Gamage, Nelson W. A Short History of South Bristol, Maine.
*Maine. Historic Preservation Commission. Augusta, Me. Text and photos from National Register of Historic Places: http://pdfhost.focus.nps.gov/docs/nrhp/text/xxxxxxxx.PDF and http://pdfhost.focus.nps.gov/docs/nrhp/photos/xxxxxxxx.PDF
Means, Emily, House: 85000242.PDF
Sproul Homestead: 78000188.PDF
Thompson Ice House: 74000179.PDF
Walpole Meetinghouse: 76000104.PDF
Smith, Bradford. Captain John Smith, His Life & Legend. Philadelphia. Lippincott. 1953.
Vincent, Ellen (Ed.). Down on the Island, Up on the Main: a Recollected History of South Bristol, Maine. Gardiner. Tilbury House, Publishers. and South Bristol. South Bristol Historical Society. 2003.
Warner, Hoyt Landon. A History of the Families and Their Houses: South Bristol, Maine. South Bristol, Me. South Bristol Historical Society. 2006.
National Register of Historic Places – Listings
Means, Emily, House
[Birch Island]This is a rare example in Maine of a summer cottage in the Mediterranean style using stucco covered terra cotta tile. It was the home of Emily Means a nationally known authority in horticulture who maintained extensive rock gardens containing rare species of plants. Miss Means purchased the island in 1900 but did not build her summer home there until 1914, although she began developing her gardens some years before.* [Frank A. Beard photo]
[Route 129] Although the principal significance of the Sproul Homestead is its interesting and well preserved combination of mid-18th century and Federal architecture, it is also noteworthy in its connection with one of the earliest and most numerous families in the region. [Frank A. Beard photo]
James Sproul, born in Ireland near Belfast, arrived at Pemaquid in 1729 with Col. David Dunbar who built Fort Frederick. James’ eldest son built the 1749 Colonial cape. The impressive Federal house was built in 1815 and moved in 1833 to be attached to the older Colonial cape.*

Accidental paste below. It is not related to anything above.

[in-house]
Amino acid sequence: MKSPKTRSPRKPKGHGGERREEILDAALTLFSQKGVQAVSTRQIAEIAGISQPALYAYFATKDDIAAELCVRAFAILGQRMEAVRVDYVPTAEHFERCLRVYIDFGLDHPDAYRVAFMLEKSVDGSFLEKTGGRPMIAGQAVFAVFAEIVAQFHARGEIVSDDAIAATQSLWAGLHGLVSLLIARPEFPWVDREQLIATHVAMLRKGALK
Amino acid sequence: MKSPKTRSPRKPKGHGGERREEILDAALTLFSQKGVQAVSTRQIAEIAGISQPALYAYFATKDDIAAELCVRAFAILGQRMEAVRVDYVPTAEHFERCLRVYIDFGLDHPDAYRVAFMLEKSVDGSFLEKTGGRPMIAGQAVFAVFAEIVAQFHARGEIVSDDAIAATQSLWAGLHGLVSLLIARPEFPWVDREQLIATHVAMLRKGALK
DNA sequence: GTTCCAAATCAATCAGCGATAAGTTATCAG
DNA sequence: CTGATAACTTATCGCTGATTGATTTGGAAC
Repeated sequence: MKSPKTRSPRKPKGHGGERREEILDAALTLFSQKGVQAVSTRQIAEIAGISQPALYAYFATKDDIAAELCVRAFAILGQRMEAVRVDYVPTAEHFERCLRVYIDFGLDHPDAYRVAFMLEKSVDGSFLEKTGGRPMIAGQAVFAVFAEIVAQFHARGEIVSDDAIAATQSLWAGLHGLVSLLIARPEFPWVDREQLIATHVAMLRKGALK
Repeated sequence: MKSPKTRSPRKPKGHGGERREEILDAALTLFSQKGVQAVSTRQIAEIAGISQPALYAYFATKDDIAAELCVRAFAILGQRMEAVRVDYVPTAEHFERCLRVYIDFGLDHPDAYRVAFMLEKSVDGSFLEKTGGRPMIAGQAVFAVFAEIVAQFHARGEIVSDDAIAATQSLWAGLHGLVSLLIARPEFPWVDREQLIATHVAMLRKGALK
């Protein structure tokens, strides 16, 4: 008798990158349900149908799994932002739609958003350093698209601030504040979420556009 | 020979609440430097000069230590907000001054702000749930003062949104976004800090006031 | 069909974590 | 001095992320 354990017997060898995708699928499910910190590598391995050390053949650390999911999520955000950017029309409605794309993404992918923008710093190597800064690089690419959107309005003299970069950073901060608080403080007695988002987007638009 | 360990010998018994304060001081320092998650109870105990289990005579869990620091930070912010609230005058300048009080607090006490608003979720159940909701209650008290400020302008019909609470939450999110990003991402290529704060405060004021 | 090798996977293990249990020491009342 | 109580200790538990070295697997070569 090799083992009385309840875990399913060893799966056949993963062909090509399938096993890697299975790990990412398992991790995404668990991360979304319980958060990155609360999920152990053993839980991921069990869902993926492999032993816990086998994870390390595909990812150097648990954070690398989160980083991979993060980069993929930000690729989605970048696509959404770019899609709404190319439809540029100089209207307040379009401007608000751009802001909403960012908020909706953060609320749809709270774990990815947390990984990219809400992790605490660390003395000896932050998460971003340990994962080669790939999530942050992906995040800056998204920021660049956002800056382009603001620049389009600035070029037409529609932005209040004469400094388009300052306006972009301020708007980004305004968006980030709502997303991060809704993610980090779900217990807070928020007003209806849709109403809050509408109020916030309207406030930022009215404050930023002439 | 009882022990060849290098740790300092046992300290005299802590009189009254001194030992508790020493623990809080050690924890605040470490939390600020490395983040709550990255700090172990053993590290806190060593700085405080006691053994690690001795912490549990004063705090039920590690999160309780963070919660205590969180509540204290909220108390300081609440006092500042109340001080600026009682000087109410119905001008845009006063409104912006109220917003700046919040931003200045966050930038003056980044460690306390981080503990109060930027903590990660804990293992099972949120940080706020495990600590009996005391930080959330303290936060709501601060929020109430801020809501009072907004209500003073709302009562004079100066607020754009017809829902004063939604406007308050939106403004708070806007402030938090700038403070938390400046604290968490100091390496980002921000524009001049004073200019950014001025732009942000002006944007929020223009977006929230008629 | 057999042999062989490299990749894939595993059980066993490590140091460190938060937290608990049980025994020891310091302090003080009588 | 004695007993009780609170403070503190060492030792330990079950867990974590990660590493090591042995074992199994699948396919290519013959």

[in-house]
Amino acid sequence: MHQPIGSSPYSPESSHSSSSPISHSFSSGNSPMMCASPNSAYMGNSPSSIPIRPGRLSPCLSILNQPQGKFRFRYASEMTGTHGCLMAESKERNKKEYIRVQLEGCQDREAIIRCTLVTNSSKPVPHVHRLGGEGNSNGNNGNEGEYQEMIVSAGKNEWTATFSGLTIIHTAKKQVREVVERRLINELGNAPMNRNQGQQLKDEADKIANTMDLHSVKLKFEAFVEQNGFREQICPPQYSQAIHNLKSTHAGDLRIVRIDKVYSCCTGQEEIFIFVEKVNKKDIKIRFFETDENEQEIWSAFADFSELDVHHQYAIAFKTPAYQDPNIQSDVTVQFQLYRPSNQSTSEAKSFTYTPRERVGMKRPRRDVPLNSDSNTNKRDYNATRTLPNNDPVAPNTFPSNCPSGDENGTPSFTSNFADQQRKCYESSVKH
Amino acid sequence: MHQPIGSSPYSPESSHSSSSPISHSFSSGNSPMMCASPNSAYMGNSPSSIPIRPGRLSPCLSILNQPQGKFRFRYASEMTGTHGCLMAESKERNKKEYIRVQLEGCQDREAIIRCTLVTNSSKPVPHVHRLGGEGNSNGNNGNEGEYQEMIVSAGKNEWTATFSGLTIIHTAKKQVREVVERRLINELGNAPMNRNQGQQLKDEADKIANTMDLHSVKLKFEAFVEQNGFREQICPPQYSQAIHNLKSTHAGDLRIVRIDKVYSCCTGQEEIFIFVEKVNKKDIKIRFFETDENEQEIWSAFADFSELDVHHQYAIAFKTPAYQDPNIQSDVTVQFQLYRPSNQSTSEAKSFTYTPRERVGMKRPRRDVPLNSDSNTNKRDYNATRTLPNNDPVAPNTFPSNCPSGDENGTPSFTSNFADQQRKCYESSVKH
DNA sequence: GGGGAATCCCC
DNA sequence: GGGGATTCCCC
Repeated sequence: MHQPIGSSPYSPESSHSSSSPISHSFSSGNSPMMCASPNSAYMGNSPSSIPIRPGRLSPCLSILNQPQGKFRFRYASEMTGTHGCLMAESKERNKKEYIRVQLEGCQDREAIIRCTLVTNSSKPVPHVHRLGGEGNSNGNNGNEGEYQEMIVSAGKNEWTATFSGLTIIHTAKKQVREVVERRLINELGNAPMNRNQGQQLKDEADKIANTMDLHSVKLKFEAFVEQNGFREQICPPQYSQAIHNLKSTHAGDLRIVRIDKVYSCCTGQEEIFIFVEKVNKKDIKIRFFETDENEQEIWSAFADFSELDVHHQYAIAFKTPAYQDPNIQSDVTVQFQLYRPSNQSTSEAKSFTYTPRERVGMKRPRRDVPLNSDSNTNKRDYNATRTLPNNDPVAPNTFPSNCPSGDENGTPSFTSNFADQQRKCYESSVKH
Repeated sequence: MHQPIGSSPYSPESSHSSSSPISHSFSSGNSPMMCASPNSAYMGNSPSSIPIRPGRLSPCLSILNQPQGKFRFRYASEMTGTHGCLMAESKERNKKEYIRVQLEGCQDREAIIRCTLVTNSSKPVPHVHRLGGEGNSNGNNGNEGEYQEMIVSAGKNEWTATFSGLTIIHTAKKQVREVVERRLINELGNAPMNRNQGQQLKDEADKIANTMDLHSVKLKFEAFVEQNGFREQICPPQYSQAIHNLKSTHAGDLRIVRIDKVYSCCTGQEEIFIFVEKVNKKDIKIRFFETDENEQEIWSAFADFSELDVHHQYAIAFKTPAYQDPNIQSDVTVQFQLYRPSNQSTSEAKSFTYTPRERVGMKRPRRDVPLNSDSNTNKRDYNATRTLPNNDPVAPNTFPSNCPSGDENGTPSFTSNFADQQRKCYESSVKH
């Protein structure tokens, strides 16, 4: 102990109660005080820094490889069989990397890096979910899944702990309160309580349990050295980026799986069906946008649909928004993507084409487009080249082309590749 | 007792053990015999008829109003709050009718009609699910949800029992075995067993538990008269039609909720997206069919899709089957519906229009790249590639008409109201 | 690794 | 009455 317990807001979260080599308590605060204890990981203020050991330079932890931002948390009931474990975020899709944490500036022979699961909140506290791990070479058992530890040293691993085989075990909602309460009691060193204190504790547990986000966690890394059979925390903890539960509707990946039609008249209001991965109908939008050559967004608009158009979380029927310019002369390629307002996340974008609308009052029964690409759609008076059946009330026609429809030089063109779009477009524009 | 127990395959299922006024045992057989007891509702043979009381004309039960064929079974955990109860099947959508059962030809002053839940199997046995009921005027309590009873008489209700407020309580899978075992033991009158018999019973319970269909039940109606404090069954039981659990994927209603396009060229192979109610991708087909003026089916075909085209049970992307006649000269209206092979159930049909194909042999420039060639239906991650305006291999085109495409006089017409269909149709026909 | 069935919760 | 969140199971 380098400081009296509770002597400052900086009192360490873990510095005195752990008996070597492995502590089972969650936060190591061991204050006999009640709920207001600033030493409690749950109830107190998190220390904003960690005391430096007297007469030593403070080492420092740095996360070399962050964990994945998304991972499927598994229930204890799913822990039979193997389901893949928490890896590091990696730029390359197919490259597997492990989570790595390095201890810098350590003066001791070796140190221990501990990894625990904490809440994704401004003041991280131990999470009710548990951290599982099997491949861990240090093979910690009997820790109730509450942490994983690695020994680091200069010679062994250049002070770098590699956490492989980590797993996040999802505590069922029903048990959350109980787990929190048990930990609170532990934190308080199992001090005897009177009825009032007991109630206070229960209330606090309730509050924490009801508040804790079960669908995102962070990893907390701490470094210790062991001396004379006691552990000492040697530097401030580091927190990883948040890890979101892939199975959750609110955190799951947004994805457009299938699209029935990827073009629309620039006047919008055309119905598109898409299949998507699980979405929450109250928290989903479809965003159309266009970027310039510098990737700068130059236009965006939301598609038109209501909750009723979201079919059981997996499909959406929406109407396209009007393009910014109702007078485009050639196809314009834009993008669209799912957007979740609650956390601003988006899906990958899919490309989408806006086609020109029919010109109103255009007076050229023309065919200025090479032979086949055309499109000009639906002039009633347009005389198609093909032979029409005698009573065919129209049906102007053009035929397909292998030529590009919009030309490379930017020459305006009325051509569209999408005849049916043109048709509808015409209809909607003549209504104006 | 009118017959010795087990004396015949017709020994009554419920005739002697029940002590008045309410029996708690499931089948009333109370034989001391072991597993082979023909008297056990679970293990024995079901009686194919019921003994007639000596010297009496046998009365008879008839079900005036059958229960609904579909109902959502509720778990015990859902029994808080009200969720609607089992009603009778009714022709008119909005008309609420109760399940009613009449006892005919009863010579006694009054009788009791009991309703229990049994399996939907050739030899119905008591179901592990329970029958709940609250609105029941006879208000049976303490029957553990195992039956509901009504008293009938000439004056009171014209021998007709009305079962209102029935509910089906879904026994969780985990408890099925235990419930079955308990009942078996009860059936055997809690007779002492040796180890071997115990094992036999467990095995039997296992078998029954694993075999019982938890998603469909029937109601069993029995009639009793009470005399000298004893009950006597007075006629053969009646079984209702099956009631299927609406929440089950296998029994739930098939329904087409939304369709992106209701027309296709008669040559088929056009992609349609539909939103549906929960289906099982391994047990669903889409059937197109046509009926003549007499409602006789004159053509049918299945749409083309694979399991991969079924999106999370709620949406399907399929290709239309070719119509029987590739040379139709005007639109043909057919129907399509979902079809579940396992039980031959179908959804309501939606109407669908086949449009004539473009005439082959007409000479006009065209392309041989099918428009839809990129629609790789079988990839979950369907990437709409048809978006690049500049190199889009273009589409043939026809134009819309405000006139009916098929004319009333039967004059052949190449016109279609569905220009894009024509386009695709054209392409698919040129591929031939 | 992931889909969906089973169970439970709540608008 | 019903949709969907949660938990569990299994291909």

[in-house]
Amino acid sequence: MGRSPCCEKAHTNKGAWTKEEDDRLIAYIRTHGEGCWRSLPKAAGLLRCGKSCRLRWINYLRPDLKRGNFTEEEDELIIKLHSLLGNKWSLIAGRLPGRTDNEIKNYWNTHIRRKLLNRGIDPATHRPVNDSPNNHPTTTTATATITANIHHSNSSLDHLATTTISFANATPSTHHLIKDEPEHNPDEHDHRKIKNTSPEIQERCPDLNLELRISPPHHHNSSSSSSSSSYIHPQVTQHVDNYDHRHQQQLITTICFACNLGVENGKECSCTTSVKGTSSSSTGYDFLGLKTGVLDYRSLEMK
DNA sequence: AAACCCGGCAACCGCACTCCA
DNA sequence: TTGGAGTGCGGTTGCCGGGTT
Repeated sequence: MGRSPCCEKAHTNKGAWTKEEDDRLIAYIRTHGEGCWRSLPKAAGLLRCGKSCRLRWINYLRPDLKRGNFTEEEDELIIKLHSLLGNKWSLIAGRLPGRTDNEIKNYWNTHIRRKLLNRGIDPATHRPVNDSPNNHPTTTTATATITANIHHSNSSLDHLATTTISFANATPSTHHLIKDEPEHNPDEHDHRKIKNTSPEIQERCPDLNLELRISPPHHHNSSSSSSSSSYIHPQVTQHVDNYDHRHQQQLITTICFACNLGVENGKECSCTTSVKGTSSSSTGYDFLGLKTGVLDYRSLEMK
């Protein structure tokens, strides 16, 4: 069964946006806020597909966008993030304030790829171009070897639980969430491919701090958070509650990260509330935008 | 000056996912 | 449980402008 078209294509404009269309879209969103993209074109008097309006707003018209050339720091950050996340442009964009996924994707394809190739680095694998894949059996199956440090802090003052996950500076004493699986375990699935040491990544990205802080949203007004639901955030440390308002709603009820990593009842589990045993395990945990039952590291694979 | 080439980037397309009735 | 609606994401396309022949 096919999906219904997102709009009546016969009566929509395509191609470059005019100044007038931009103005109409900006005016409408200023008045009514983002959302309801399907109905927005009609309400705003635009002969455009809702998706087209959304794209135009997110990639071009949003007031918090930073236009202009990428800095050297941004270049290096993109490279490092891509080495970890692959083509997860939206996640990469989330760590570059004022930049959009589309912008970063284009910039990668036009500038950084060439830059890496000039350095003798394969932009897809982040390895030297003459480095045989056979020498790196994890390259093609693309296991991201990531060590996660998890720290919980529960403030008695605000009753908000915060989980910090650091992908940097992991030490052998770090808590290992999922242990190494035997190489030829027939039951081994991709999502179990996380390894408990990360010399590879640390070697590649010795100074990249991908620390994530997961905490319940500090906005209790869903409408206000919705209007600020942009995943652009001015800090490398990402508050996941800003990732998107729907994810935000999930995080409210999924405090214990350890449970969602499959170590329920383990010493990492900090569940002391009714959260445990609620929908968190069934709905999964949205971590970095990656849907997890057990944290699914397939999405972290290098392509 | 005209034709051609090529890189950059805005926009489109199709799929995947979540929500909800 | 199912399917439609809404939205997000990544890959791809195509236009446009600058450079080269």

Old Walpole Meeting House
[Route 129] Built by the Town of Bristol in 1772, the Meetinghouse, in South Bristol’s small Walpole village, remains in a virtually unaltered condition. The paneled balcony was set aside for the Negro slaves and servants. The panels contain boards thirty inches wide.
Originally the home of a Presbyterian Church, in 1796 it became Congregational. A place of worship in the summer, it is one of the oldest churches in Maine still holding services and other community events.*
Thompson Ice House
[Route 129] The Thompson Ice House is Maine’s last commercial ice house. Located on a pond, is stands on a site occupied by ice houses since 1826. The building apparently was built in the 19th century. The site was of the earliest to produce ice for shipment outside the state, the first ice being cut in 1826 and “sold south” for $700.
In 1974 the Thompson Ice House was still operated by Herbert Thompson, a direct descendent of Melvin Thomson, the original owner. Mr. Thompson remembers as a boy that all the cutting and storage was done by hand. Later machines were used for both operations. The ice was usually harvested in January when it is twelve inches thick. In 2015 an ice harvesting event was scheduled for February.
Special thanks to Ellen and Stan Wells for advice on John Smith and the Sproul Homestead.